When: 8 June – 10 September 2017
Where: Serpentine Galleries (Sackler Gallery and Pavilion), Kensington Gardens, London W2 3XA Price: Free
On 8th June the Serpentine introduced its audience to a massive body of works: Grayson Perry’s The Most Popular Art Exhibition Ever, one the most astute comments on contemporary society and culture, explores many themes including the link between popularity and art in a contemporary hyper-connected society, masculinity and cultural landscape.
A Series of Utterly Improbable, Yet Extraordinary Renditions the first UK solo exhibition of Arthur Jafa, US filmmaker and cinematographer. At the Serpentine Sackler Gallery, it is a site-specific installation in which the artist explores identity, invisibility and black bodies while transforming and re-shaping spaces and perceptions with a series of new assemblages that enclose Jafa’s notorious techniques.
Combining film, photography and found footage the artist creates a space of visibility where African-American identities can escape the white gaze that historically cages and shapes narratives around bodies, language and expressions. Jafa is known for cult movies Daughters of the Dust and Crooklyn and more recently Solange Knowles videos Don’t Touch My Hair and Cranes in the Sky.
Jafa’s constant research and experimentation evolve around the ability of visual media to transmit the “power, beauty and alienation of black music” in America, and his exhibition encompasses a deep and thorough approach that re-appropriates and reshapes narratives, symbols and protagonists of more than a century of American history. He speaks of a blackness that is both “relentless and fragile, vulnerable and invincible, coy and expressive”, a complex process of storytelling which embraces complexity and cherishes what Jafa calls “Polyventiality, multiple tones, multiple rhythms, multiple perspectives, multiple meanings, multiplicity”.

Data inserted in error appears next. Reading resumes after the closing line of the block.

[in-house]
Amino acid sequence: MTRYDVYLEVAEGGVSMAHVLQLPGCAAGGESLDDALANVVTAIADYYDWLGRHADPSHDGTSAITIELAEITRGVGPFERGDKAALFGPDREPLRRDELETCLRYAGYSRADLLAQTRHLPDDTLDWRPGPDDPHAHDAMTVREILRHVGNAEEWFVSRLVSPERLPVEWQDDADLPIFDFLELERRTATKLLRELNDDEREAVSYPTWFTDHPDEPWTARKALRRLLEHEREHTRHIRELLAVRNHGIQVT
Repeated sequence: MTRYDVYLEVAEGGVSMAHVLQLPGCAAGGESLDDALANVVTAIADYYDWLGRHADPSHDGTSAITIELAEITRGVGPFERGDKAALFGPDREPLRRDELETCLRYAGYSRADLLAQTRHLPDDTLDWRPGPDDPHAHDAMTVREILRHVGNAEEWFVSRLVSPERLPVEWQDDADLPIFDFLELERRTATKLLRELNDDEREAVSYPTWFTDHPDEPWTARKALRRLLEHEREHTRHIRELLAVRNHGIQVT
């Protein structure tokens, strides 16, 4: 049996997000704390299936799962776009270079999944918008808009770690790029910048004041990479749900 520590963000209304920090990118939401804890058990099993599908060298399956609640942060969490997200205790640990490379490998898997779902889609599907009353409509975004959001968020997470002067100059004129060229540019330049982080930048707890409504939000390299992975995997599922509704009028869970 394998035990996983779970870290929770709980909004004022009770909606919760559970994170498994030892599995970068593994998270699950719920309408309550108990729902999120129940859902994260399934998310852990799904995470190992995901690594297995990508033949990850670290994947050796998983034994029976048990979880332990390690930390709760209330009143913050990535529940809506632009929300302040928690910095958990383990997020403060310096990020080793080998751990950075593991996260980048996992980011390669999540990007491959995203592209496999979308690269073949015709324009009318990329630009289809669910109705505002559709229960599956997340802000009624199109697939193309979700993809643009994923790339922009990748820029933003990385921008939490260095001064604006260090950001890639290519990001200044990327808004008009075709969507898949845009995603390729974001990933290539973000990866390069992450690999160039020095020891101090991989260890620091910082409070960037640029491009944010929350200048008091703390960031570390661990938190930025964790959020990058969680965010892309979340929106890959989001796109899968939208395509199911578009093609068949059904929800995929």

The exhibition includes the powerful voices of: the photographer Ming Smith, known for her delicate and empathetic portraits of black cultural figures such as Alvin Alley and Nina Simone and the artist and sociologist Frida Orubapo, also known as @nemiepeba, who constantly challenges and deconstructs the white gaze through her idiosyncratic visual language, and content from the YouTube channel of Missylanyus.
In addition to the exhibition, Jafa has developed a site-specific event as part of the 2017 Park Night Series at the Serpentine Pavilion, this year designed by Diébédo Francis Kèré, the award-winning architect from Gando, Burkina Faso, who explores the links between culture, ecology and nature. Kéré combines his African heritage and his expertise to create open spaces of dialogue where people can gather and belong to a community, and develop a common discourse about society and reality.
Arthur Jafa, Installation view ‘A Series of Utterly Improbable, Yet Extraordinary Renditions’, Serpentine Sackler Gallery, London (08 June 2017 – 10 September 2017). Image © Mike Din